Here's the weird limit:(adsbygoogle = window.adsbygoogle || []).push({});

lim n[itex]\rightarrow[/itex] [itex]\infty[/itex]_{a}C_{n}/n^{a}= 1/(a!)

Don't ask how I thought this up, but let me explain my reasoning.

Let's say that a=3. Then_{a}C_{n}= (n)(n-1)(n-2)

And because n is approaching infinity, could it be (n)(n)(n) = n^{3}?

I wouldn't normally think of things like this but if it's true then it helps me out.

The only thing is that (n)(n-1)(n-2)= n^{3}+something*n^{2}+something*n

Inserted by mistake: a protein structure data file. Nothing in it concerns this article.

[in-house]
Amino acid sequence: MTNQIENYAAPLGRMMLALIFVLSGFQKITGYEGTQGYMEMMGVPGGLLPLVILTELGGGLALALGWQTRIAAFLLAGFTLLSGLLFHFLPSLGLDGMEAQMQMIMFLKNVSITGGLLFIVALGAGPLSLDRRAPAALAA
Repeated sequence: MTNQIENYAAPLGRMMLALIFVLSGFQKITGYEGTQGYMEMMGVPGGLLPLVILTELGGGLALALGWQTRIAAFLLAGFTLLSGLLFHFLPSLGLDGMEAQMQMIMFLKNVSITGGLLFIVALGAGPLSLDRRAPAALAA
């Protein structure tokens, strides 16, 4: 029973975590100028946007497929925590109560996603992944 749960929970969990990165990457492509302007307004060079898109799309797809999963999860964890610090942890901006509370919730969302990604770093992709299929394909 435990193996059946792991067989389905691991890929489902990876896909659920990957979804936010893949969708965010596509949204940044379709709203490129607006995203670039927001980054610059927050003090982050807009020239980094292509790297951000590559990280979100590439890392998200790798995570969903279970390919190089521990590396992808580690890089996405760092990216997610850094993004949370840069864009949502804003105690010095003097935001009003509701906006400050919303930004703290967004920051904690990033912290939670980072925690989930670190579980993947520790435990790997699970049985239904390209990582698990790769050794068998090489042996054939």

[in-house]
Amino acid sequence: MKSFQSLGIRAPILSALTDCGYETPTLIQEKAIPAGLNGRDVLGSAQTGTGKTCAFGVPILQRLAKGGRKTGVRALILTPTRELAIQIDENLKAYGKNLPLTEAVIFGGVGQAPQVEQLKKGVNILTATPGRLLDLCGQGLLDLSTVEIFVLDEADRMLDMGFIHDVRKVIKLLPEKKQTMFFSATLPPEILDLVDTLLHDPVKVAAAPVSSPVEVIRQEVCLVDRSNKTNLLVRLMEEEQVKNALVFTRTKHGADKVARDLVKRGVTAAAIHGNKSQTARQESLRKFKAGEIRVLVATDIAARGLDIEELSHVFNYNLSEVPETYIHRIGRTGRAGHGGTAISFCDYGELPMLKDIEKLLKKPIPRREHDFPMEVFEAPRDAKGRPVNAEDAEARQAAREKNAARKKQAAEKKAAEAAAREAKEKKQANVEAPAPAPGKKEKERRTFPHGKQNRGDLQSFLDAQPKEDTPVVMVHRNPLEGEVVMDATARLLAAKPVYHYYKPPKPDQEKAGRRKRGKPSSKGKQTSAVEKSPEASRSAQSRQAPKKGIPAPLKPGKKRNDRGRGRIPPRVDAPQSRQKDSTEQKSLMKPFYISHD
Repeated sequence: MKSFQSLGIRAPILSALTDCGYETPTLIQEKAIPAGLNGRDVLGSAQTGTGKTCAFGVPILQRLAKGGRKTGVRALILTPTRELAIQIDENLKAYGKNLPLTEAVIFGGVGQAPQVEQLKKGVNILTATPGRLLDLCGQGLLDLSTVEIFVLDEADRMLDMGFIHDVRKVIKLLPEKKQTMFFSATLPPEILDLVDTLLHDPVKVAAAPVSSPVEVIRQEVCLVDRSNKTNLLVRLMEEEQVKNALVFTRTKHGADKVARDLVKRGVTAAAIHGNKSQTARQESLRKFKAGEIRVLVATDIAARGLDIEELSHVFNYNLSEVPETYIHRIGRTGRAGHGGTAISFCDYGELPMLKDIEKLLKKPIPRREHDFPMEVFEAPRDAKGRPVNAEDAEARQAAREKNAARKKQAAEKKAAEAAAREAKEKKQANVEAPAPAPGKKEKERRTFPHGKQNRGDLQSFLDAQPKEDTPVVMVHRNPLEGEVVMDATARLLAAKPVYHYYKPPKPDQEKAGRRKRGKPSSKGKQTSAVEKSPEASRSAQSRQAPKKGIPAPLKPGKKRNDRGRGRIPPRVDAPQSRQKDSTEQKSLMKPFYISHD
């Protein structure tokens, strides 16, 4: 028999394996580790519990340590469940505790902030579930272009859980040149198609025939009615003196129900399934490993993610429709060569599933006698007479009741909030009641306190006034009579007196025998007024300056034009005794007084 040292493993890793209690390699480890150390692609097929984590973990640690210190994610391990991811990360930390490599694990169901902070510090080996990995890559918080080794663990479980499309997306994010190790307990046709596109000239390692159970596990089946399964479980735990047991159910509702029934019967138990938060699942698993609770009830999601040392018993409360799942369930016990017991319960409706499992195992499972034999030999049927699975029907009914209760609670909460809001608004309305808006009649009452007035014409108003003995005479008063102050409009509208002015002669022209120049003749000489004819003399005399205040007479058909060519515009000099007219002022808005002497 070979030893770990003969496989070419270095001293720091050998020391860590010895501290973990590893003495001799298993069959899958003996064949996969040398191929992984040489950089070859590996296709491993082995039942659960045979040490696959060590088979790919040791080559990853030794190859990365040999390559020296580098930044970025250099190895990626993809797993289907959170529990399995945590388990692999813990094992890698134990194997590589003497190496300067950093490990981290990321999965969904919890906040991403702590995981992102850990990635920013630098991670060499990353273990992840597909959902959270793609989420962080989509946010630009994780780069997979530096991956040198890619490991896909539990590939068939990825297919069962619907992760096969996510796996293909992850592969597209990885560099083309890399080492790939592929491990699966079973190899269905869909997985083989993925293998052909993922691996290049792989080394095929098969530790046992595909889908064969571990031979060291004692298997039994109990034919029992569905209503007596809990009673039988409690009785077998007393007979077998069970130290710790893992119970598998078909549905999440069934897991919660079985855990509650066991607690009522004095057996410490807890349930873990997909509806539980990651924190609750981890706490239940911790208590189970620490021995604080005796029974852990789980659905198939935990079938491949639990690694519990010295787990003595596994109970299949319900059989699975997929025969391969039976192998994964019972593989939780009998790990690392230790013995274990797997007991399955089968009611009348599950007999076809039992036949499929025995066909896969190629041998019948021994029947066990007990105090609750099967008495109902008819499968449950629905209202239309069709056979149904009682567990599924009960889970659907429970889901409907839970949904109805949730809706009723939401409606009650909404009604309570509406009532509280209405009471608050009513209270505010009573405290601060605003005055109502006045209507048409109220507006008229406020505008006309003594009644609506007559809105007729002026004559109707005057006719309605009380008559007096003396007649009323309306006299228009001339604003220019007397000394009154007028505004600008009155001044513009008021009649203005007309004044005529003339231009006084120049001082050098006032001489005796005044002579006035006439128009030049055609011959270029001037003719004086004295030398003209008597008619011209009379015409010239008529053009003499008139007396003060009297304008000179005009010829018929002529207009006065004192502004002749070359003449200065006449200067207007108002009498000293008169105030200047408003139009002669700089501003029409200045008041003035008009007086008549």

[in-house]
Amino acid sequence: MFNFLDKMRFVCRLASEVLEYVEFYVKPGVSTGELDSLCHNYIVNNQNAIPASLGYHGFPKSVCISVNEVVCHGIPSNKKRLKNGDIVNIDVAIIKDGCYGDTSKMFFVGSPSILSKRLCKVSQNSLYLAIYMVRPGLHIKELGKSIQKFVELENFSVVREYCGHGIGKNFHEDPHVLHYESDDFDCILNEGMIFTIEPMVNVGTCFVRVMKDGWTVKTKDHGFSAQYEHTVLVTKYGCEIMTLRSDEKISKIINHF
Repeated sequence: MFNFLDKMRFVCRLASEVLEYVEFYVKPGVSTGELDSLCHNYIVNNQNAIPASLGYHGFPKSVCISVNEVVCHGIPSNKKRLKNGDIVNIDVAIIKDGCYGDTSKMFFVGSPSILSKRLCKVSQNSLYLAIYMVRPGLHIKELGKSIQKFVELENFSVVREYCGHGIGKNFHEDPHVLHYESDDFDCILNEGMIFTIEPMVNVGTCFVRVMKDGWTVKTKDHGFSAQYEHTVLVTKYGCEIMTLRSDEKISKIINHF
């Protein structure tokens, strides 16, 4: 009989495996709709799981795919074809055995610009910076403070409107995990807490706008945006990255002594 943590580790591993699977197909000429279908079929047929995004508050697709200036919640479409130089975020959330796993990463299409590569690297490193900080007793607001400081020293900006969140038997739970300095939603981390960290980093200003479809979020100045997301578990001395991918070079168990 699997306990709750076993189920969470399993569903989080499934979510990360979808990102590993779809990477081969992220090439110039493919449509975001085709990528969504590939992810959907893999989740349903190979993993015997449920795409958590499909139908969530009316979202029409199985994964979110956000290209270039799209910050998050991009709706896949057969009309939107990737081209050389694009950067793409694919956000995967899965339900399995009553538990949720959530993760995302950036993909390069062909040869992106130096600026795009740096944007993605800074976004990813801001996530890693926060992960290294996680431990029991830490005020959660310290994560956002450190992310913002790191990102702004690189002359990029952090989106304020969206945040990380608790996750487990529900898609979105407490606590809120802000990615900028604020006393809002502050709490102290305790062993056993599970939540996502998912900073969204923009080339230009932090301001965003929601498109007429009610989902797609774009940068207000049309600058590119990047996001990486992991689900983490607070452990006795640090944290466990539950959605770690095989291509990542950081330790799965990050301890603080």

And when I graphed it it looked like it approaches zero.

I've never learned limits formally. Thanks.

EDIT:_{a}C_{n}is a Choose n, or n!/(a![n-a]!)

EDIT: Wolfram alpha is amazing http://www.wolframalpha.com/input/?i=lim+(x!/(3!(x-3)!x^3))+as+x->+infinity

Sorry for not trying this before posting. I'd still be interested in other replies as to why this is true, though

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# Is this weird limit true?

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